Father, 41, in coma after catching Covid opens eyes and smiles
A Christmas miracle? Father, 41, and kidney transplant recipient who has been in a coma for weeks after catching Covid opens his eyes and smiles for first time
- Michael Taylor’s nurses described his recovery as a ‘Christmas miracle’
- His partner Leanne Bayley, 37, said he has started to recover in recent weeks
- The father-of-two, 41, was rushed to hospital and put in a coma in October
A father-of-two in a coma has opened his eyes and smiled for the first time in months after catching Covid-19.
Michael Taylor’s nurses have described the start of his recovery as a ‘Christmas miracle’ after he started coming off oxygen and ventilation and ‘progressed massively’ in a week, his partner Leanne Bayley said.
Mr Taylor, 41, first fell ill after on October 31 and complained of symptoms including a sore throat and sharp pains behind his eyes.
He was rushed to Tameside General Hospital just a few days later and immediately placed into a coma to protect the transplanted kidney he received from his brother Paul 15 years ago.
Ms Bayley said after months of declining health, he has recently started opening his eyes and even managed to smile earlier this week.
She added: ‘I believe in the power of prayer. The nurses say it’s miraculous. They’re astounded. They have worked so hard for Michael. To me now, nothing else matters – he’s alive.’
Michael Taylor’s nurses have described the start of his recovery as a ‘Christmas miracle’ after he started coming off oxygen and ventilation and ‘progressed massively’ in a week, his partner Leanne Bayley said. Pictured, Mr Taylor with his daughters Ruby and Rebecca
Mr Taylor is pictured with his mother Pat and brother Paul. After five weeks, he was transferred to Manchester Royal Infirmary where he developed a fungal infection
Within three weeks in hospital, Mr Taylor developed Covid pneumonia and his condition deteriorated rapidly. He caught numerous infections including sepsis in his lungs and was placed on a ventilator as doctors fought to save his life.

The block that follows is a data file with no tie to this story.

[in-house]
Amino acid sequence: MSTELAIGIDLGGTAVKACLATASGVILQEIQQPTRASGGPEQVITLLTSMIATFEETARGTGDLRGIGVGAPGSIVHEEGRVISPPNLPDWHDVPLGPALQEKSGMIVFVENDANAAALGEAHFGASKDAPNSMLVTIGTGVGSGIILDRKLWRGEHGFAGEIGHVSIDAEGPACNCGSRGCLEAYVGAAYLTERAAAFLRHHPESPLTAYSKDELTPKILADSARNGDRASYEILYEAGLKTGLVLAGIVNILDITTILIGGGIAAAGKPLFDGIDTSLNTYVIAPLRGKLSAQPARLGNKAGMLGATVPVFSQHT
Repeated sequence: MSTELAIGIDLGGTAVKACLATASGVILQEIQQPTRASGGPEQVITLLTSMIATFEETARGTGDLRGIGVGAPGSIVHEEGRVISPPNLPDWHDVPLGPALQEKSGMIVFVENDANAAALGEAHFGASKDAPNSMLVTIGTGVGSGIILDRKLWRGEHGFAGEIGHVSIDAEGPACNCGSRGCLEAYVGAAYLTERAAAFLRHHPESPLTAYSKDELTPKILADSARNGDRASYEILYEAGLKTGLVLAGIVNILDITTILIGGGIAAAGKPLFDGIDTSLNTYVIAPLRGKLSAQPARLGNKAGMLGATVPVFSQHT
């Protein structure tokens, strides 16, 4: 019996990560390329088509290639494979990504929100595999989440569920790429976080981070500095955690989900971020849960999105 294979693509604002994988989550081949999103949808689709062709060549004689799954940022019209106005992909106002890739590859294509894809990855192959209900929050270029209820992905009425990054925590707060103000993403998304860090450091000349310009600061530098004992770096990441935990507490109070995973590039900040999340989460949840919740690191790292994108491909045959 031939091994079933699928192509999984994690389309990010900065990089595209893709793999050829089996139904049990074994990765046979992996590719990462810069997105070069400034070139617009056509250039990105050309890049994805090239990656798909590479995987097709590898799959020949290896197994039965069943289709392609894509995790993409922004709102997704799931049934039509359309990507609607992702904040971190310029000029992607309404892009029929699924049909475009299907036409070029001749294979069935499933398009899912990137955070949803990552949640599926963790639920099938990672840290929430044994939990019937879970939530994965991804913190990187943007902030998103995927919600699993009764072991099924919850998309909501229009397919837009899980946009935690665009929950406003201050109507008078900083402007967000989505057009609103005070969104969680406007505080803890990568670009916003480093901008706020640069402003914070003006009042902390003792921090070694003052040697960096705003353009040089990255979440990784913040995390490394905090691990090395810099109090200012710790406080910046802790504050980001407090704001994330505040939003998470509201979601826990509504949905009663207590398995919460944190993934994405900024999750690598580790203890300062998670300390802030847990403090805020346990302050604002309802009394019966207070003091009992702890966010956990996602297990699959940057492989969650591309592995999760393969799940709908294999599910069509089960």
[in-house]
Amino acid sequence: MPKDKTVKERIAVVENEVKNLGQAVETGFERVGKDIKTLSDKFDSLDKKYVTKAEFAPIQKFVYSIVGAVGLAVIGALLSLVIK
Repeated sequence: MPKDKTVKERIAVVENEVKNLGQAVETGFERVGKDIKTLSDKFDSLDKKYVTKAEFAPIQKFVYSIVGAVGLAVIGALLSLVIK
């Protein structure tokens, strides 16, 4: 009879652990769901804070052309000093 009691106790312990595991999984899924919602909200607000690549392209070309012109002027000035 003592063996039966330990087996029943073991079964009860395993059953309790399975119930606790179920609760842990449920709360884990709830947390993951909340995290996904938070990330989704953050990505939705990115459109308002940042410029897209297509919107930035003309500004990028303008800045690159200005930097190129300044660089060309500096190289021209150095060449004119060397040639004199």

After five weeks, he was transferred to Manchester Royal Infirmary where he developed a fungal infection.
His heartbroken family, including his two daughters Ruby and Rebecca, were losing hope by the day and had no idea whether he would pull through.
But his blood pressure has since started to return to normal and his oxygen levels stabilised.
Currently, nurses are trying to take Mr Taylor off his ventilator for a few hours a day so he can breathe on his own.
He is also having physiotherapy sessions where nurses hoist him from his bed and into a standing position to help with his breathing.
‘It’s just been horrendous,’ Ms Bayley, 37, told the Manchester Evening News.
Mr Taylor first fell ill after contracting the virus on October 31. Pictured with his brother Paul
Ms Bayley added: ‘Oldham Athletic did a one-minute applause and the Everton manager wished him well.’ Pictured, Mr Taylor with his two daughters
‘Those weeks were the worst time of my life. From the day he went into hospital he was declining. We only had this tiny bit of hope left. I still believed he would get through it even though on the fourth week I lost all hope.
‘I’m just keeping everything crossed at the moment.’
Ms Bayley added: ‘Oldham Athletic did a one-minute applause and the Everton manager wished him well. We had so much support.
‘That week, Mike started picking up and I had hope again. Over the last two weeks, he has progressed massively.
‘He’s just started coming off oxygen and ventilation. He woke up and smiled at the nurses this morning.
‘When he was infected with sepsis, I thought that was it. Mike’s mum Pat and brother Paul have gone through so much and kept me informed every step of the way. Their support has been comforting too.
A fundraiser has been set up to help pay for a new bed for Mr Taylor’s recovery when he eventually returns home.
So far, it has raised £290 out of its £600 goal.
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